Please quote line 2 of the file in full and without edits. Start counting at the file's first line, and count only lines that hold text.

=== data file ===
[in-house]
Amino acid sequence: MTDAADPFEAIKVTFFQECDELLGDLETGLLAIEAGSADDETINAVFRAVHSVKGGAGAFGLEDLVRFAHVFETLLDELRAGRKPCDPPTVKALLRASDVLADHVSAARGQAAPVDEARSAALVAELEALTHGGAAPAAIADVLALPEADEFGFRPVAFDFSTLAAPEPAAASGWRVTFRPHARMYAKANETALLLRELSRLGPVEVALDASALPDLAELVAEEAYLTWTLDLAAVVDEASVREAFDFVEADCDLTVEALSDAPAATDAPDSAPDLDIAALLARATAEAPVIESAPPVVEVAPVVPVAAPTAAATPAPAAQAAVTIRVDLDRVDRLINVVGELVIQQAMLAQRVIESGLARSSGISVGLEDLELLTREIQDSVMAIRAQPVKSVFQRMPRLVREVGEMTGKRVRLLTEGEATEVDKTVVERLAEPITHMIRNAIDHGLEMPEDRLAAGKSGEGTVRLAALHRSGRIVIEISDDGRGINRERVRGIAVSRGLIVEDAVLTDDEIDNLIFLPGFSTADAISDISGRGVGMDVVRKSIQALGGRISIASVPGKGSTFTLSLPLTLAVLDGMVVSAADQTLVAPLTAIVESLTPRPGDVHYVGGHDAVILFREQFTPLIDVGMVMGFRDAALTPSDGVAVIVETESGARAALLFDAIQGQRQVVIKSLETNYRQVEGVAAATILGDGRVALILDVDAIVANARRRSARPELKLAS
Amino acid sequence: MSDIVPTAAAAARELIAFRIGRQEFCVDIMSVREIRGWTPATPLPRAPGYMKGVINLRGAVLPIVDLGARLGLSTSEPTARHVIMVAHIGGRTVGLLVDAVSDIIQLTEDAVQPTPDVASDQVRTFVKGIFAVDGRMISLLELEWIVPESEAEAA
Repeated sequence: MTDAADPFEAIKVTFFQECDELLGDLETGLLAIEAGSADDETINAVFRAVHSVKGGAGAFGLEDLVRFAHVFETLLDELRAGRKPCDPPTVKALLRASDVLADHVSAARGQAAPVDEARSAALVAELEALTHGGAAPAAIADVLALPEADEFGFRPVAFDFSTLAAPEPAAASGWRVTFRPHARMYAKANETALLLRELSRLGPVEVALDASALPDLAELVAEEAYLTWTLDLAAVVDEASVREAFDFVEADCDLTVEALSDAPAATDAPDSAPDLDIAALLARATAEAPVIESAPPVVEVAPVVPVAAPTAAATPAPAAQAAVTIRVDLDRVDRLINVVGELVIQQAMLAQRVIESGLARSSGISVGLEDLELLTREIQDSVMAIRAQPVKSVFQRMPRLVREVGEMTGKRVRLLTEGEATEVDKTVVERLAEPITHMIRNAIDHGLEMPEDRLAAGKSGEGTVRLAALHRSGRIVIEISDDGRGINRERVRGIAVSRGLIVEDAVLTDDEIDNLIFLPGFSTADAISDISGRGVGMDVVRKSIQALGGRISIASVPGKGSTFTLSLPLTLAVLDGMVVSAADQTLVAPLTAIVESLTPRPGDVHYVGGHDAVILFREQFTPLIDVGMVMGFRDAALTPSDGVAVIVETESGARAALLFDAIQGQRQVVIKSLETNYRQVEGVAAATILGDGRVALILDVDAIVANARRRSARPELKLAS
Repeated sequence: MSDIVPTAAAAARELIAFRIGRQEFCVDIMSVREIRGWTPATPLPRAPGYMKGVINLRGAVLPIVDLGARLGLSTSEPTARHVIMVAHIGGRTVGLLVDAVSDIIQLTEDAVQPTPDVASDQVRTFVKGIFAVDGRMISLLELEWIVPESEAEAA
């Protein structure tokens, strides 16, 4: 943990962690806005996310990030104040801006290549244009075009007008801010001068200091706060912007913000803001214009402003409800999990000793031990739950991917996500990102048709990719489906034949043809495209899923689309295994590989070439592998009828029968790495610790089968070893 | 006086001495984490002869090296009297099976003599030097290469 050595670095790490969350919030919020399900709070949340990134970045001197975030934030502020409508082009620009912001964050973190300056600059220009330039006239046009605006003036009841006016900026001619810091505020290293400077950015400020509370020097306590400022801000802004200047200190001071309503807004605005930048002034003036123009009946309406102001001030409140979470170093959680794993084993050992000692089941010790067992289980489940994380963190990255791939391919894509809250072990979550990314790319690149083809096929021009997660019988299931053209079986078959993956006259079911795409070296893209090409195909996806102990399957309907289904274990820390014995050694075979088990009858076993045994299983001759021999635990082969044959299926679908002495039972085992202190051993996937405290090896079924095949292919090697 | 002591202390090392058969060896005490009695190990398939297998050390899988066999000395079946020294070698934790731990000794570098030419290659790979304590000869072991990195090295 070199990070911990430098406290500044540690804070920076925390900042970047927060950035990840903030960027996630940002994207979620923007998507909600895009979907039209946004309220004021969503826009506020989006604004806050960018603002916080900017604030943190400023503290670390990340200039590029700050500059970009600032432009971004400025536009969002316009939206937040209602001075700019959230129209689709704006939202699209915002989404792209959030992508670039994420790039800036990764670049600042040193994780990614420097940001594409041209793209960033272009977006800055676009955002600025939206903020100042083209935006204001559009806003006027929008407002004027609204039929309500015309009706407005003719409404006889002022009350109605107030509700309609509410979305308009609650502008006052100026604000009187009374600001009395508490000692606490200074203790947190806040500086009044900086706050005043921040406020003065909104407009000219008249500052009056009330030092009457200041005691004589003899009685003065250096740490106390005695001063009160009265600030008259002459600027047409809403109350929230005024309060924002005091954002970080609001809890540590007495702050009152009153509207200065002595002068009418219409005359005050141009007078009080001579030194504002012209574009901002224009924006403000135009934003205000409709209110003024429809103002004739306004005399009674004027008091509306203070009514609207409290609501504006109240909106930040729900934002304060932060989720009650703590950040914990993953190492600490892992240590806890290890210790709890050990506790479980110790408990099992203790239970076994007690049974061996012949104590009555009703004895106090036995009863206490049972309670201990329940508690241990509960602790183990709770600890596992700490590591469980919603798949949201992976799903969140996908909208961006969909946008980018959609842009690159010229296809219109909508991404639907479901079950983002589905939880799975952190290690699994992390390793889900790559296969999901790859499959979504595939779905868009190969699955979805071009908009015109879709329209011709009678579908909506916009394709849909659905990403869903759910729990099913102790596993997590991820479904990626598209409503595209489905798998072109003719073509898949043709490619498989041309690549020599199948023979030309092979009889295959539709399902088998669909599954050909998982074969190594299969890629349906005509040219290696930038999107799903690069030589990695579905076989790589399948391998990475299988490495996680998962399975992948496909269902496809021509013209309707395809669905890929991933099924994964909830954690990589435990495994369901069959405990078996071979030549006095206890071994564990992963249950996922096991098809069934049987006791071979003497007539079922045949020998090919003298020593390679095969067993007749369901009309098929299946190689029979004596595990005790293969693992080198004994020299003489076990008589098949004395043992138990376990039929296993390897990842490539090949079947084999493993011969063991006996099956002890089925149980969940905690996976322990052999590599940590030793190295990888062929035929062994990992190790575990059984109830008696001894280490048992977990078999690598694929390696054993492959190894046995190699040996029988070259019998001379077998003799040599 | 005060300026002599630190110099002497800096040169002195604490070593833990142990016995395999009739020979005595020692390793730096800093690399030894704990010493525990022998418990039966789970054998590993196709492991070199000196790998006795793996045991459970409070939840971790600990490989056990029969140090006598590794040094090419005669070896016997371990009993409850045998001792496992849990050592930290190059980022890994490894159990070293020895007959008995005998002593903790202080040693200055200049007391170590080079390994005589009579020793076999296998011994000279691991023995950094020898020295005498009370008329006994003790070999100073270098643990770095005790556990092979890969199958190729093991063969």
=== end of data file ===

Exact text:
Amino acid sequence: MTDAADPFEAIKVTFFQECDELLGDLETGLLAIEAGSADDETINAVFRAVHSVKGGAGAFGLEDLVRFAHVFETLLDELRAGRKPCDPPTVKALLRASDVLADHVSAARGQAAPVDEARSAALVAELEALTHGGAAPAAIADVLALPEADEFGFRPVAFDFSTLAAPEPAAASGWRVTFRPHARMYAKANETALLLRELSRLGPVEVALDASALPDLAELVAEEAYLTWTLDLAAVVDEASVREAFDFVEADCDLTVEALSDAPAATDAPDSAPDLDIAALLARATAEAPVIESAPPVVEVAPVVPVAAPTAAATPAPAAQAAVTIRVDLDRVDRLINVVGELVIQQAMLAQRVIESGLARSSGISVGLEDLELLTREIQDSVMAIRAQPVKSVFQRMPRLVREVGEMTGKRVRLLTEGEATEVDKTVVERLAEPITHMIRNAIDHGLEMPEDRLAAGKSGEGTVRLAALHRSGRIVIEISDDGRGINRERVRGIAVSRGLIVEDAVLTDDEIDNLIFLPGFSTADAISDISGRGVGMDVVRKSIQALGGRISIASVPGKGSTFTLSLPLTLAVLDGMVVSAADQTLVAPLTAIVESLTPRPGDVHYVGGHDAVILFREQFTPLIDVGMVMGFRDAALTPSDGVAVIVETESGARAALLFDAIQGQRQVVIKSLETNYRQVEGVAAATILGDGRVALILDVDAIVANARRRSARPELKLAS